Exiled from Ponyville, Twilight turns to Zecora for guidance. They do some typical zen-yoga-meditation shit like you'd see in any movie where a character needs a spirituality montage as a key to power. Twilight's friends ransack the library, aka Twilight's house, in order to find a book that can explain Trixie's evil powers. They luckily stumble upon a book about the Alicorn Amulet. They find out that the amulet is powerful, that it corrupts the user, turning them evil, and that only the pony wearing it can take it off. They're all too stupid or inept to think of a way to use this information, so they decide to send Fluttershy off to tell it to Twilight. She hides in a log that makes it across the jar-like barrier around Ponyville, and for some reason she's wearing blue bunny ears.
Fluttershy makes it to Zecora's and the information she gives them causes Zecora to say something cryptic about "using the six".
Twilight comes up with a plan to make a fake magical amulet that she can make Trixie covet so much she'll take off the Alicorn Amulet. So she gets Trixie to agree to a second duel.
Twilight used trickery to fake things like age spells and a sex-change spell, which succeeds in making Trixie take off the Alicorn Amulet to snatch Zecora's fake amulet. So Trixie is defeated and publicly humiliated again. Yay.
This was a good episode I thought, especially in terms of what's at stake. It's probably one of the most difficult challenges Twilight's ever faced in a regular episode, and it fits thematically into the rest of the show nicely by reminding us that her friends are as crucial to her success as her actual magic.
I also thought it was interesting that they brought back Trixie and gave her more of a story, since she was positively viewed by a lot of the fans.
I wouldn't say Trixie is such a bad pony. I mean, she did take away Pinkie Pie's mouth. I think that was a good improvement.
Episode 6: Sleepless in Ponyville
This episode features a camping trip involving the cutie mark crusaders, Rarity, Applejack, and Rainbow Dash, although the focus of the episode is on Scootaloo. Since Rainbow dash complimented Scootaloo on her scooter moves in the beginning of this episode, Scootaloo becomes almost obsessive about wanting Rainbow Dash to take her under her wing and be like a big sister to her. Scootaloo is very much an admirer of Rainbow Dash, but whether Rainbow realizes the extent of her obsessive affection is undetermined.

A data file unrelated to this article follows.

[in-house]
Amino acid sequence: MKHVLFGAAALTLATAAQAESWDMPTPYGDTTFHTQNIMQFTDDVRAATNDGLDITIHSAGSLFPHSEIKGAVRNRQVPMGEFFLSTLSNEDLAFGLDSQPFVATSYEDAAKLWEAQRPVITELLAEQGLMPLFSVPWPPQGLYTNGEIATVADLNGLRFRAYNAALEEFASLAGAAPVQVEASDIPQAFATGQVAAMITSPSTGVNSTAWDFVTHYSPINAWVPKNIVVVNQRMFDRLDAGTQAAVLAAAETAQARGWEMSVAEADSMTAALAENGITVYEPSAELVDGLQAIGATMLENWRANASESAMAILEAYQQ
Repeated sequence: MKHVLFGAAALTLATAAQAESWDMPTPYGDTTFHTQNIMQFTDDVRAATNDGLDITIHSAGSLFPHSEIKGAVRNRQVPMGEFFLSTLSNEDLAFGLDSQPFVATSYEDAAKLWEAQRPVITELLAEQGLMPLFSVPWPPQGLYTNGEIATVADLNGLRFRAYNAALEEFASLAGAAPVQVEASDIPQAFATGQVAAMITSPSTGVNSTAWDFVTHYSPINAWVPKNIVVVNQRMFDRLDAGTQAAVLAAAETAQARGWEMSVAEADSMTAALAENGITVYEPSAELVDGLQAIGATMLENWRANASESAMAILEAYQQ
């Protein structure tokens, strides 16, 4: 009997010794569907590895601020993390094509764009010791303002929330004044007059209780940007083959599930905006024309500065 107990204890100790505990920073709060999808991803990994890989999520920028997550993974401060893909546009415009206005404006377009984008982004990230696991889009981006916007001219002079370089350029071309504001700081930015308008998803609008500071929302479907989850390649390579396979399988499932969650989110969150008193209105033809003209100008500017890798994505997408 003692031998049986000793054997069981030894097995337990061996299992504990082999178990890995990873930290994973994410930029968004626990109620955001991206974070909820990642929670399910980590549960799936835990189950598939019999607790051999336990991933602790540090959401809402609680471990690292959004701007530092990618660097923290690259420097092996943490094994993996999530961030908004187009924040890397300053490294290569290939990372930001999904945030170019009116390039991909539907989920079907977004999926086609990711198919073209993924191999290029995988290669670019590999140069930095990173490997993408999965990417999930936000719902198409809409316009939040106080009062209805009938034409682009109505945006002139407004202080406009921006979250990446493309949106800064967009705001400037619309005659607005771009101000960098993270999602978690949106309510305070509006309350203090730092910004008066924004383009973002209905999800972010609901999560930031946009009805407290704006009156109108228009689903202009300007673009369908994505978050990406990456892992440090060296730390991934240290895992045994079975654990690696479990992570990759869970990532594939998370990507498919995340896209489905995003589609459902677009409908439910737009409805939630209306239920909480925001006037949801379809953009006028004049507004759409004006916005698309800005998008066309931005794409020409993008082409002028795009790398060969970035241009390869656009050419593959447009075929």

Rainbow tells a really scary story before the two pairs of sisters (and one obsessive stalker and her obsessee) go to their tents to sleep. Scootaloo tries to be brave, to pretend that the story didn't scare her, to impress Rainbow Dash, even though she really is scared.
Scootaloo has a nightmare about the "Olden pony" from Rainbow's story. She glimpses Princess Luna, just before waking up with a start. Flash to the morning, when it becomes obvious that Scootaloo didn't sleep very well, if at all. However, she will not tell anyone about her lack of sleep or nightmares. To make things worse, the next night they're going to take shelter in a creepy cave, and Rainbow Dash tells a different scary story.
I think the problem here is that Scootaloo has no one to go to with her fears, since Apple Bloom and Sweetie Belle have their sisters to whom they can confide their fears. However, Scootaloo is in a position where she's trying to impress Rainbow Dash, and that means she doesn't want to admit to the fear, but that also means she doesn't get a "there there" from a big sister figure. Poor Scootaloo.
So then Scootaloo falls asleep in the cave, and of course, has another nightmare. However, Princess Luna decides to intervene in the middle of the nightmare (apparently, she can do that). She tells her that to stop the nightmares, she has to confront her real, actual fear; that Rainbow Dash won't think she's tough.
Of course, the episode ends with Rainbow Dash accepting Scootaloo when she confesses everything. In what's probably a Crowning Moment of Heartwarming, given that we know that season 4 includes an episode about Scootaloo being tormented by her inability to fly, Rainbow Dash holds her aloft while flying so she can sort of pretend to fly.
Oh, my God, I love this episode. I mean, this show is at it's best when it centers around interpersonal bonding between characters, since that's kind of the whole point of the show to begin with. This is also something I think a lot of people can relate to, especially when they think back to childhood and remember the times when they were afraid of something but also afraid to tell an adult, because they wanted to appear brave.
And, since I'm not hiding my adoration of Princess Luna, this episode is a stellar one in terms of showcasing her ability to advise and guide young ponies. And, this in this episode Luna's role as a mentor and teacher is very similar to the way Celestia gives sage advice to Twilight Sparkle.
This episode is basically awesome in that it manages to show a friendship lesson that reminds us that friendship isn't always easy, but it is always worthwhile to pursue.